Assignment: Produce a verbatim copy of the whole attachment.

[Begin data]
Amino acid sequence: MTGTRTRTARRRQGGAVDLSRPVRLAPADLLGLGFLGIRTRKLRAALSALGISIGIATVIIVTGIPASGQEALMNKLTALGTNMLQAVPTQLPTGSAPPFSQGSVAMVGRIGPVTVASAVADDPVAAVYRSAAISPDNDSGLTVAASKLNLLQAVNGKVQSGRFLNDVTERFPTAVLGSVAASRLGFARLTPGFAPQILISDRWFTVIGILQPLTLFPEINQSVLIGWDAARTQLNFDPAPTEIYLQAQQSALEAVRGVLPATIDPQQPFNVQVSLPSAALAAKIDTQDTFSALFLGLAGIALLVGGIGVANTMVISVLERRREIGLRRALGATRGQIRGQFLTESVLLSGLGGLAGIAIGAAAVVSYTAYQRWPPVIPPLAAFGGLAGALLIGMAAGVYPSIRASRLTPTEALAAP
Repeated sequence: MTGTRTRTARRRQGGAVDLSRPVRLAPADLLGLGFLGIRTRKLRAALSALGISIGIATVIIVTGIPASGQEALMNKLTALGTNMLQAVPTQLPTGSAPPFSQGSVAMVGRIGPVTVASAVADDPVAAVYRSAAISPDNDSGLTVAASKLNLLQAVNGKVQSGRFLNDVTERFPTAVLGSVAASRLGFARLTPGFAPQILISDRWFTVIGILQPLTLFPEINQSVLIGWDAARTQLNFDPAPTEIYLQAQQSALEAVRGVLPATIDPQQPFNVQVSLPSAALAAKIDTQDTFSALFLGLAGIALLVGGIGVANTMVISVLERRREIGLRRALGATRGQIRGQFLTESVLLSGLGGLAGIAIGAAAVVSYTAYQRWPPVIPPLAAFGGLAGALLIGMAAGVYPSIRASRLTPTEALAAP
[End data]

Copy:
Amino acid sequence: MTGTRTRTARRRQGGAVDLSRPVRLAPADLLGLGFLGIRTRKLRAALSALGISIGIATVIIVTGIPASGQEALMNKLTALGTNMLQAVPTQLPTGSAPPFSQGSVAMVGRIGPVTVASAVADDPVAAVYRSAAISPDNDSGLTVAASKLNLLQAVNGKVQSGRFLNDVTERFPTAVLGSVAASRLGFARLTPGFAPQILISDRWFTVIGILQPLTLFPEINQSVLIGWDAARTQLNFDPAPTEIYLQAQQSALEAVRGVLPATIDPQQPFNVQVSLPSAALAAKIDTQDTFSALFLGLAGIALLVGGIGVANTMVISVLERRREIGLRRALGATRGQIRGQFLTESVLLSGLGGLAGIAIGAAAVVSYTAYQRWPPVIPPLAAFGGLAGALLIGMAAGVYPSIRASRLTPTEALAAP
Repeated sequence: MTGTRTRTARRRQGGAVDLSRPVRLAPADLLGLGFLGIRTRKLRAALSALGISIGIATVIIVTGIPASGQEALMNKLTALGTNMLQAVPTQLPTGSAPPFSQGSVAMVGRIGPVTVASAVADDPVAAVYRSAAISPDNDSGLTVAASKLNLLQAVNGKVQSGRFLNDVTERFPTAVLGSVAASRLGFARLTPGFAPQILISDRWFTVIGILQPLTLFPEINQSVLIGWDAARTQLNFDPAPTEIYLQAQQSALEAVRGVLPATIDPQQPFNVQVSLPSAALAAKIDTQDTFSALFLGLAGIALLVGGIGVANTMVISVLERRREIGLRRALGATRGQIRGQFLTESVLLSGLGGLAGIAIGAAAVVSYTAYQRWPPVIPPLAAFGGLAGALLIGMAAGVYPSIRASRLTPTEALAAP